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Connected vehicles - potential to transform US transportation

First publishedin ITS International
March April 2013
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Kenneth Leonard
“In my opinion, the connected vehicle research being done by this program and the direction it is taking us is the most cutting edge science being done by the department” Kenneth Leonard

There’s a new face in the driving seat at the US Department of Transport’s ITS Joint Program Office. Fortunately, as Robin Meczes finds out, he’s no learner driver…

Ask Kenneth Leonard why he wanted his new job as director of the ITS Joint Program Office, and his answer comes back without a second’s delay. “The potential to save lives, reduce injuries and help people enjoy a more efficient transportation system is the kind of challenge that makes me want to come to work each morning,” he says. “In my opinion, the connected vehicle research being done by this program and the direction it is taking us is the most cutting edge science being done by the department. Connected vehicles have the potential to transform all aspects of transportation in the US, and I knew my previous experience in transportation research, program management and technology transition would be an asset to the team.”

If that sounds immodest, it’s more a simple statement of fact: Leonard has over 30 years of private and public sector work in transport under his belt.

Incredibly exciting

But Leonard was also attracted to the job by the timing, as it turns out. “This is an incredibly exciting time to be in the ITS sector, because we have just scratched the surface with what we can achieve in safety, mobility and energy efficiency and reducing environmental impact,” he explains. “I think we are on the cusp of a transformation in transportation across the board and that intelligent transportation systems are going to be a key part of that change. The USDOT is focused on safety, and we are working with our industry partners to use ITS to move from crash survival to crash avoidance. That potential payoff in saved lives and avoided injuries is a powerful catalyst in moving ITS forward.”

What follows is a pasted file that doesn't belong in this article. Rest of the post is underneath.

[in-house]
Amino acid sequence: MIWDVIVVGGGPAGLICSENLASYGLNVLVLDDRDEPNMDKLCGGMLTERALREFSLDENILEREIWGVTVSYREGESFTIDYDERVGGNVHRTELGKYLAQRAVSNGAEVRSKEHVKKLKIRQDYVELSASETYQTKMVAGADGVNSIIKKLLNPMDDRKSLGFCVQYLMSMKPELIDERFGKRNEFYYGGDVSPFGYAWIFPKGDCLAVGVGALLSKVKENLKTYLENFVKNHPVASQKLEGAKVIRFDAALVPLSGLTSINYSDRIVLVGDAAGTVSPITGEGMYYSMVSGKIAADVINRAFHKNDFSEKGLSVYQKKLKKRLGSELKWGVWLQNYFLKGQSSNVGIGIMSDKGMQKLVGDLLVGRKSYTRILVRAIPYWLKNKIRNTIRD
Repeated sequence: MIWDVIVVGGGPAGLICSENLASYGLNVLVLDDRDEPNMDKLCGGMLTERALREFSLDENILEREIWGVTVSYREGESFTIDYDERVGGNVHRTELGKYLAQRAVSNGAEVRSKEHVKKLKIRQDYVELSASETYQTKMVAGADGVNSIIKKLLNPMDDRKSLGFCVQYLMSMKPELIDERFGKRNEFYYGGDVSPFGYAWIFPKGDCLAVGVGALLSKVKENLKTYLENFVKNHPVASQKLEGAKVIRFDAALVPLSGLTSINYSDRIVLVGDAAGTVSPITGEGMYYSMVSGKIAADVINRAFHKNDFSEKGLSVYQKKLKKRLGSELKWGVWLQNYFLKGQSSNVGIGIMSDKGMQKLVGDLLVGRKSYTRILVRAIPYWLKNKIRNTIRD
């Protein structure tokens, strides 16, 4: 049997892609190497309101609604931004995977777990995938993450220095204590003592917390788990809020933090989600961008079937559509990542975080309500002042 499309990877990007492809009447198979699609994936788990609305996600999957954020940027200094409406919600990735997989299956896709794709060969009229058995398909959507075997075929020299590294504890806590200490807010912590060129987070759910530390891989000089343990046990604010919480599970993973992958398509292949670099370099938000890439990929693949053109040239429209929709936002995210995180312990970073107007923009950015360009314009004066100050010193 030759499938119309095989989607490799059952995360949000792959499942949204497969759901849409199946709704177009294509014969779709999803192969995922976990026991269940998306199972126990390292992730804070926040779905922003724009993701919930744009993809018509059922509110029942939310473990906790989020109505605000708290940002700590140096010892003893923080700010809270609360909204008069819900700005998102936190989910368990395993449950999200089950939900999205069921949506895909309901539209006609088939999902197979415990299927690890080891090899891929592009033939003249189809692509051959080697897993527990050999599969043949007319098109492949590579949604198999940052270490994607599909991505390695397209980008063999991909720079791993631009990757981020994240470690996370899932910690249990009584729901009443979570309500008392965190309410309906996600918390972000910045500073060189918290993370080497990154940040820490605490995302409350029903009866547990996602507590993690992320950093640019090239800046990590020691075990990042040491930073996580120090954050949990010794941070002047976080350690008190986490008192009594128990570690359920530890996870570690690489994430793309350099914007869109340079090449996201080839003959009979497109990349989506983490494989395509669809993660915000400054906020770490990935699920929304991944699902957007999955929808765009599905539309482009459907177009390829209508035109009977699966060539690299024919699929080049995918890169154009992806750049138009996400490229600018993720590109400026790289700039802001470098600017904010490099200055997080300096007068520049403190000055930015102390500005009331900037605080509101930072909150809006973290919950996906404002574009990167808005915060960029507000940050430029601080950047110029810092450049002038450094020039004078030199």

The JPO program has already made significant progress with its connected vehicle research, of course – in particular in developing connected vehicle applications that will increase mobility and improve the way people travel, as well as easing congestion and minimising the impact on the environment, says Leonard.

Its other accomplishments in recent years, he says, include developing the Vehicle Data Translator (VDT), which captures road weather and maintenance fleet data from two state DOTs to improve winter maintenance operations; the launch of a prototype research data exchange (RDE), providing four well-documented multimodal data sets from San Diego (CA), Portland (OR), Pasadena (CA) and Seattle (WA); and the development of a revised signal phase and timing message set and roadside equipment for the Safety Pilot Model Demonstration.

Looking ahead, we don’t have long to wait for more, either. “This spring, I am looking forward to the launch of the nation’s first integrated corridor management (ICM) systems,” says Leonard. The USDOT’s ICM initiative will demonstrate and evaluate ICM systems at sites along the I-15 corridor in San Diego, California, and along the I-75 corridor in Dallas, Texas in March and April respectively. Both sites plan to use automated decision support systems (DSS) that will process information on transportation network conditions in the corridor and recommend multimodal ICM strategies.